As I was going out last night (23 Feb.) around 6:15, I saw the crescent moon and Venus paired up in the western sky, separated by only a few of degrees of arc. They made a very pretty pairing in the darkening sky.
Tonight, around 8:30, after I got home from church, I noticed the sky looked pretty clear. Despite the presence of a crescent moon, the “seeing” seemed a lot better than it was last week.
I got the scope out, and while I was waiting for my eyes to adapt to the dark, I started with a little planetary viewing. The family also braved the cold (it was about 30°F or less, or just below 0°C) to take a look. We started with the moon, since it was an easy target, and the shadows at the terminator gave some nice depth to the craters and mountains. Jupiter was our next target. The image seemed a little crisper than it was last week. I could still see only two cloud bands, but if I stared I could imagine that I could see a little more detail on the surface if I used the 2× Barlow. Four moons were visible, three on one side of the planet and one on the other; the innermost (was it Io?) was very close to Jupiter. Everyone took turns looking at the planet, and they were very pleased with the view. Finally, the cold got the better them (and moreover it past the kids' bedtime) so they went inside.
Next I put Saturn in view. The view was definitely better today than last week. Titan was easily visible, and I could also glimpse one more moon (Rhea?). The ring detail was also much crisper than before. This time, by getting careful focus, and a with little patience, I could definitely make out the Cassini division! At least I could until I fogged the eyepiece with the warmth of my eye (maybe I will have to put a long eye relief, short focal length eyepiece on my wish list).
I put the 25mm eyepiece in to look at some deep space objects. I started with some familiar ones—M35 first, since my scope was already in the neighborhood. Then a quick look at the Pleiades, before turning around to look at the Beehive Cluster (M44) again (and tonight I could actually see some of the stars of Cancer to help me out).
Since it seemed to be pretty good seeing, (for around here, anyway) I then decided to add a target to my Messier Viewing Log. After consulting the book I've been using (Turn Left at Orion), it seemed to me that M50, an open cluster in Monoceros, would be a good candidate. Sirius had risen over the top of my house, so I star-hopped up from Sirius through Canis Major to its likely location. After a short search, I found it. At first, it didn't seem all that impressive to me, but after looking around a few minutes I noticed it had a distinctly red star in the cluster, which added to its charm.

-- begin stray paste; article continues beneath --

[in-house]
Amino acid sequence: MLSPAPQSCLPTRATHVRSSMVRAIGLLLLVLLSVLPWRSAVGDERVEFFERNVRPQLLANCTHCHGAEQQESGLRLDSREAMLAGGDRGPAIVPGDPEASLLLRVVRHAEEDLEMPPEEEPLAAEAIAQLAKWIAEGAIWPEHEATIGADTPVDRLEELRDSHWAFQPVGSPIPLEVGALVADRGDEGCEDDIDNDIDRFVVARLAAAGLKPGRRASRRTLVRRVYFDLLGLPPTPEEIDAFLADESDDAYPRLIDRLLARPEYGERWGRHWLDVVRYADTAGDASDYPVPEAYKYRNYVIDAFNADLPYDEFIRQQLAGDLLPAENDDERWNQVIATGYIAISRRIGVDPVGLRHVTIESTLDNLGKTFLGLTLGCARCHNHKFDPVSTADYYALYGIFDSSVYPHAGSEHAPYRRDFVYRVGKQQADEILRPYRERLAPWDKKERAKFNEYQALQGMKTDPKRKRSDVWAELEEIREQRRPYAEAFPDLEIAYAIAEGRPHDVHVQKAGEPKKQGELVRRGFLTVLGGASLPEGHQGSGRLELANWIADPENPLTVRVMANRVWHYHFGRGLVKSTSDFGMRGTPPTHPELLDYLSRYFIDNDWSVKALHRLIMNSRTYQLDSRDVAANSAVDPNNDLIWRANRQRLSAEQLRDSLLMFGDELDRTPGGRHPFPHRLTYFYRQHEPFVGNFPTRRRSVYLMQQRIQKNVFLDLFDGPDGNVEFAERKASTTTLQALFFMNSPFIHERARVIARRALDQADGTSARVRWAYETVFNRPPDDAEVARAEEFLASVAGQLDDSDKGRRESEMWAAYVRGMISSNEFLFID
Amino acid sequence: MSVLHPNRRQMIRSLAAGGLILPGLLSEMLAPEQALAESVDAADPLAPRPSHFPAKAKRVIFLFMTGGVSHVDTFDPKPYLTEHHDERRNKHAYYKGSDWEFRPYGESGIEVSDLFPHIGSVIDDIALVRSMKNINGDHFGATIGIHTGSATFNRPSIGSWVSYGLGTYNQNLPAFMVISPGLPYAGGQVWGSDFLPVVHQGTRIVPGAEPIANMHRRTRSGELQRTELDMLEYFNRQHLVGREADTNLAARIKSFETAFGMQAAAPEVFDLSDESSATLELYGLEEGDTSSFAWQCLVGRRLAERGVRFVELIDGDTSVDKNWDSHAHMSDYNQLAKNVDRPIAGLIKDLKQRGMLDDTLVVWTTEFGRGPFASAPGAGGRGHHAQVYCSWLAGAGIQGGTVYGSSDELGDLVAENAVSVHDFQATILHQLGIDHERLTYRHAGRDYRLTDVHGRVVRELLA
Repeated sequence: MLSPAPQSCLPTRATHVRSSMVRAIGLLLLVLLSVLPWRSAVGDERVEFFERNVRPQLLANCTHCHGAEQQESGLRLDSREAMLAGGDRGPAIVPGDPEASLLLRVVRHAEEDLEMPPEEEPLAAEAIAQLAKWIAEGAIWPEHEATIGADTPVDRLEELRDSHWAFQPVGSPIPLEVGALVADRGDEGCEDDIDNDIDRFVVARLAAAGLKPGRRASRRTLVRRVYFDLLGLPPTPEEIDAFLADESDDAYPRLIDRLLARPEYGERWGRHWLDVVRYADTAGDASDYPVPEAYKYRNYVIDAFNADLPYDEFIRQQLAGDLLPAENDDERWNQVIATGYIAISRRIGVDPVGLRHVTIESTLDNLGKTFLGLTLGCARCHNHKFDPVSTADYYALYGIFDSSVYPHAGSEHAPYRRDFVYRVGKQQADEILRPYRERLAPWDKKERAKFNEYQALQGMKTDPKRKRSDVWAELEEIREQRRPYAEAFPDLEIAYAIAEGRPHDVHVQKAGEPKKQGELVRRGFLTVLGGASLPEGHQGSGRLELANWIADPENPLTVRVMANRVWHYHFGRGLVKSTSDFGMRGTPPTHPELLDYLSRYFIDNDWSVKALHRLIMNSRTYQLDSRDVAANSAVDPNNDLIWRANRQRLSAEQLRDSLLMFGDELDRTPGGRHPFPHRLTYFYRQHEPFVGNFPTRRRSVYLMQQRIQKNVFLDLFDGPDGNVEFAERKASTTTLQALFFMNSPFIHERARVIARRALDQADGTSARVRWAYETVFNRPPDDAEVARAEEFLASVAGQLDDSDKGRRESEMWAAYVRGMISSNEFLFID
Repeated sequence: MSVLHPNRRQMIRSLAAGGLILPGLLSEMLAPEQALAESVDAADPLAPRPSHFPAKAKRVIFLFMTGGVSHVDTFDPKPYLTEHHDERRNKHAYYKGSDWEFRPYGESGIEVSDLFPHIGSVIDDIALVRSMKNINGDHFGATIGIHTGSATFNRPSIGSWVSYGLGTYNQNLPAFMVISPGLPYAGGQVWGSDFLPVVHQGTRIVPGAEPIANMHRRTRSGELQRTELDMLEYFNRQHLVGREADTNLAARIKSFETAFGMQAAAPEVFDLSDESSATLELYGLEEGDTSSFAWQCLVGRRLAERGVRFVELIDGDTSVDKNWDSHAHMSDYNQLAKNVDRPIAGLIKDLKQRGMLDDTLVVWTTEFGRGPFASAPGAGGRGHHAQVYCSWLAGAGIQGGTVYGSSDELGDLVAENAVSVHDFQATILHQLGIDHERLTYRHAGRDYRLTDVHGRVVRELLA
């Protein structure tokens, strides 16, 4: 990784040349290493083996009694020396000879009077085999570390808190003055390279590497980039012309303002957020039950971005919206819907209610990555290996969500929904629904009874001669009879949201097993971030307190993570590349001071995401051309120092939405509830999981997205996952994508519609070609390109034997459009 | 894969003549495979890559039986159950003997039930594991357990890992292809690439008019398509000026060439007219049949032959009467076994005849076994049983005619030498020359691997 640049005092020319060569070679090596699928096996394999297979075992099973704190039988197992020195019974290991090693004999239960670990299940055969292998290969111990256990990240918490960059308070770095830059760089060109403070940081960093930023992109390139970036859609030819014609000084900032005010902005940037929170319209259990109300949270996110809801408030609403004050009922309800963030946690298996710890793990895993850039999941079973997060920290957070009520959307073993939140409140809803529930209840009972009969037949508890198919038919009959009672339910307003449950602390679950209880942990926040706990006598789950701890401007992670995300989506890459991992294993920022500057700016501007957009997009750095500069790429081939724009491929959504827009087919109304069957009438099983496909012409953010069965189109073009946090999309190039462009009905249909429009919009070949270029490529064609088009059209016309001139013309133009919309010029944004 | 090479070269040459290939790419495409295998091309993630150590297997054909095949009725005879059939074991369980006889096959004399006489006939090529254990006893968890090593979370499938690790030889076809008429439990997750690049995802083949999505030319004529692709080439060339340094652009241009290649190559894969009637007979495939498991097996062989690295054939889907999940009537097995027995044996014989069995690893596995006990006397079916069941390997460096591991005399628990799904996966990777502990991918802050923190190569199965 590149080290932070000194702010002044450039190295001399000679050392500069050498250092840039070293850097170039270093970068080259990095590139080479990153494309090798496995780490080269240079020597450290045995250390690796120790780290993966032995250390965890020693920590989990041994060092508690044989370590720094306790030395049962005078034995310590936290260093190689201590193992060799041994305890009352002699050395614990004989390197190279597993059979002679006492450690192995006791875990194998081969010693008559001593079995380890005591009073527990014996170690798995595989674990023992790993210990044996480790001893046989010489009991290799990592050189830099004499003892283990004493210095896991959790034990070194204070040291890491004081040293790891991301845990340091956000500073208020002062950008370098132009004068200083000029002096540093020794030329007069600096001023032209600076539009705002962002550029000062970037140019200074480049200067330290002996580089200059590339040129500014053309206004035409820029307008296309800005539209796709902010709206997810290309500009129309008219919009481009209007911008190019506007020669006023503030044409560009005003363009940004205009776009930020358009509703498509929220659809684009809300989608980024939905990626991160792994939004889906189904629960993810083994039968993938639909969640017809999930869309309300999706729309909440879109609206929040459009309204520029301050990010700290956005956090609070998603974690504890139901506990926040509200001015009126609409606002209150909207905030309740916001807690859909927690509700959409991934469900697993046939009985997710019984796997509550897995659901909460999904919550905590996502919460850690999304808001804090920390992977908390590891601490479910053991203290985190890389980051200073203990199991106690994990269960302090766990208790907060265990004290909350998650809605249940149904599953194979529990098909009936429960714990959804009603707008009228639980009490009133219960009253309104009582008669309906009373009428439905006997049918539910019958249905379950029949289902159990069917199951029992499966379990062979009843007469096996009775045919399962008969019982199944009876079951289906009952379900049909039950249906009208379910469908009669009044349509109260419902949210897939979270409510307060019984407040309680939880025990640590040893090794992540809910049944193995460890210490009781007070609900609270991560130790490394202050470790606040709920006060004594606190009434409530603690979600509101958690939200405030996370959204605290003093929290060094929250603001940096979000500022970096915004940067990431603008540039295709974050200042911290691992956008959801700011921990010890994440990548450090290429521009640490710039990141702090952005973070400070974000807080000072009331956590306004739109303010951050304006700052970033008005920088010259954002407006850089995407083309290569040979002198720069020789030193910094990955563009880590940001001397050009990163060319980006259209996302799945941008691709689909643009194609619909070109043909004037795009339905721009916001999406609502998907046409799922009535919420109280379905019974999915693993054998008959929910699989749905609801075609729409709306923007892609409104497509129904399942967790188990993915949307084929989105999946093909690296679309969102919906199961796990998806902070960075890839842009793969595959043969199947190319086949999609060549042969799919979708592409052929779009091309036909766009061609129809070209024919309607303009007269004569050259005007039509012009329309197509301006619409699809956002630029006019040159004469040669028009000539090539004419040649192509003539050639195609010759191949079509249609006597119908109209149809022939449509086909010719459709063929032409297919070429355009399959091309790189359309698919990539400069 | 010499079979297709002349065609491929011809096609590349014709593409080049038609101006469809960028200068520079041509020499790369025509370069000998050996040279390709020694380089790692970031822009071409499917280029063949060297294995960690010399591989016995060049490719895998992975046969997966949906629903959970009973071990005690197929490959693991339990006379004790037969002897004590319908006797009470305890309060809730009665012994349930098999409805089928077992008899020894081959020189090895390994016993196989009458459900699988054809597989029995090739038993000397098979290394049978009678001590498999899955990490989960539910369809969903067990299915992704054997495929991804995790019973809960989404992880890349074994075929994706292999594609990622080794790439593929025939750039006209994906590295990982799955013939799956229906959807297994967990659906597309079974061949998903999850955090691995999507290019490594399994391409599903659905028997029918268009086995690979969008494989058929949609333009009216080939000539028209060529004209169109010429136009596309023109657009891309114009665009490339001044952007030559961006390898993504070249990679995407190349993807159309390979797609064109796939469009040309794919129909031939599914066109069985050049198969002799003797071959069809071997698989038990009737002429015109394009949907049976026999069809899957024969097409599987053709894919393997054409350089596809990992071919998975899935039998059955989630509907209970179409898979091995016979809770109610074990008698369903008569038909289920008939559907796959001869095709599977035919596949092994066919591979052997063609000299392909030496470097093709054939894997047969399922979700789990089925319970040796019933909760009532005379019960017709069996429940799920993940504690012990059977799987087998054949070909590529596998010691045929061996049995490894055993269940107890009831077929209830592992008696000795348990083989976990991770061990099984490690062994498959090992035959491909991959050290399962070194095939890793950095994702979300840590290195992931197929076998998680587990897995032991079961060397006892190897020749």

By now, the moon had fallen below the horizon, so I thought I would take another try at finding M1. It turned out to be another fruitless search, but then I was also feeling the effects of the cold so I called it a night.
Around 10:00, after the kids were in bed, I looked outside and noticed that the sky was relatively clear, so I got the scope out. Despite the lack of obvious cloud cover, and that the moon was not out, the “seeing” was not that good (the Pleiades, for example, was not visible to the naked eye). Accordingly, I decided to do some planetary viewing.
I first took a quick look at Saturn, which was pretty high in the sky. The air clarity must have been even worse tonight than last week, because its features were not very crisp and I could not see any of its moons. Jupiter, however, was high in the southeast sky so I turned my attention to the gas giant. I could see two cloud bands and four moons—three of the moons were on one side and one on the other.
Despite the poor “seeing,” I thought that I might want to add another object to my Messier Viewing Log. The Beehive Cluster, M44, seemed to be a likely choice. Although I could not see any of the stars of Cancer, I was able to use the finder scope to locate them and soon I had the cluster in view. Despite the poor sky, it still looked pretty good through the scope—lots of pretty stars, and many of them seemed to be doubles.
The sky tonight was few clouds, but the “seeing” didn't seem to be that good. Nevertheless, since it's been awhile since I got to do any viewing I took the scope out for a look.
Venus was shining brightly in the west. I took a look at it; it was very bright in the scope (I even considered using the moon filter), and actually, there is really not much to see there. It seemed to be in a “gibbous” phase, although heat rising from a house directly under it made the image shimmer so it was hard to tell.
I looked at Saturn, again, and also at M35, since I was in the neighborhood. I also took some time to become familiar with the sky again, since it's been awhile. I also took another look at the Orion nebula. By now I noticed Jupiter shining brightly in the east, so I decided to take my first look. I could see two brownish-colored cloud bands near it equator, and also three of its moons. Wanting to let Jupiter get higher in the sky, I left the scope out for awhile and took a break inside. Unfortunately, the cloud cover rolled in by the time I came back out so I had to call it a night.
January was a very frustrating month for viewing. Rochester had more than 60 in. (more than 150 cm) of snow, a January record. Needless to say, that didn't leave many nights that were clear for viewing. There were a few times that it seemed clear in the evening—I could occassionally see Venus shining brightly in the darkening sky as I was walking home from work. Invariably, however, the clouds quickly returned after sunset.